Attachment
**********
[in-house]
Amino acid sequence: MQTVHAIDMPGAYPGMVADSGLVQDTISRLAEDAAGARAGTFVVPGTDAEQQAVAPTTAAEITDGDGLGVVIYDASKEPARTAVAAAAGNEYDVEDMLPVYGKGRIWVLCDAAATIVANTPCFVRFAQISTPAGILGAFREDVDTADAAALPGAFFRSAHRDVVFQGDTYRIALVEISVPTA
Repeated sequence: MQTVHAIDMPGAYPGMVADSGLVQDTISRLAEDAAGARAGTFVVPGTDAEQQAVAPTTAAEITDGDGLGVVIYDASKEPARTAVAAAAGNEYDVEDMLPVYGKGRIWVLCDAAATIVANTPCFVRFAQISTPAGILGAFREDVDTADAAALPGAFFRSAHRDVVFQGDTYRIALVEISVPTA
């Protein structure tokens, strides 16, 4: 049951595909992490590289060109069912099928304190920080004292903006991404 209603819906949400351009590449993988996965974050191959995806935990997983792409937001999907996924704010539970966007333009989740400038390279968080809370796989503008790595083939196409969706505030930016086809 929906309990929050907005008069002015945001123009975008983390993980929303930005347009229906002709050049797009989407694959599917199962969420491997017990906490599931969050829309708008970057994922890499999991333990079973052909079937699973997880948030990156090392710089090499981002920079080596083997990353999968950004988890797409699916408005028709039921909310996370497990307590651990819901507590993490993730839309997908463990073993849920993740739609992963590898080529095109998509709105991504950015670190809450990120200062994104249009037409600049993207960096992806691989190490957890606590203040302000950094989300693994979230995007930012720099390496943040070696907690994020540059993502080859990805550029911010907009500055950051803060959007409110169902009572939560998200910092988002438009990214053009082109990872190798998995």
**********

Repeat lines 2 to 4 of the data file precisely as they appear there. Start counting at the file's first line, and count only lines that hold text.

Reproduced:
Amino acid sequence: MQTVHAIDMPGAYPGMVADSGLVQDTISRLAEDAAGARAGTFVVPGTDAEQQAVAPTTAAEITDGDGLGVVIYDASKEPARTAVAAAAGNEYDVEDMLPVYGKGRIWVLCDAAATIVANTPCFVRFAQISTPAGILGAFREDVDTADAAALPGAFFRSAHRDVVFQGDTYRIALVEISVPTA
Repeated sequence: MQTVHAIDMPGAYPGMVADSGLVQDTISRLAEDAAGARAGTFVVPGTDAEQQAVAPTTAAEITDGDGLGVVIYDASKEPARTAVAAAAGNEYDVEDMLPVYGKGRIWVLCDAAATIVANTPCFVRFAQISTPAGILGAFREDVDTADAAALPGAFFRSAHRDVVFQGDTYRIALVEISVPTA
């Protein structure tokens, strides 16, 4: 049951595909992490590289060109069912099928304190920080004292903006991404 209603819906949400351009590449993988996965974050191959995806935990997983792409937001999907996924704010539970966007333009989740400038390279968080809370796989503008790595083939196409969706505030930016086809 929906309990929050907005008069002015945001123009975008983390993980929303930005347009229906002709050049797009989407694959599917199962969420491997017990906490599931969050829309708008970057994922890499999991333990079973052909079937699973997880948030990156090392710089090499981002920079080596083997990353999968950004988890797409699916408005028709039921909310996370497990307590651990819901507590993490993730839309997908463990073993849920993740739609992963590898080529095109998509709105991504950015670190809450990120200062994104249009037409600049993207960096992806691989190490957890606590203040302000950094989300693994979230995007930012720099390496943040070696907690994020540059993502080859990805550029911010907009500055950051803060959007409110169902009572939560998200910092988002438009990214053009082109990872190798998995």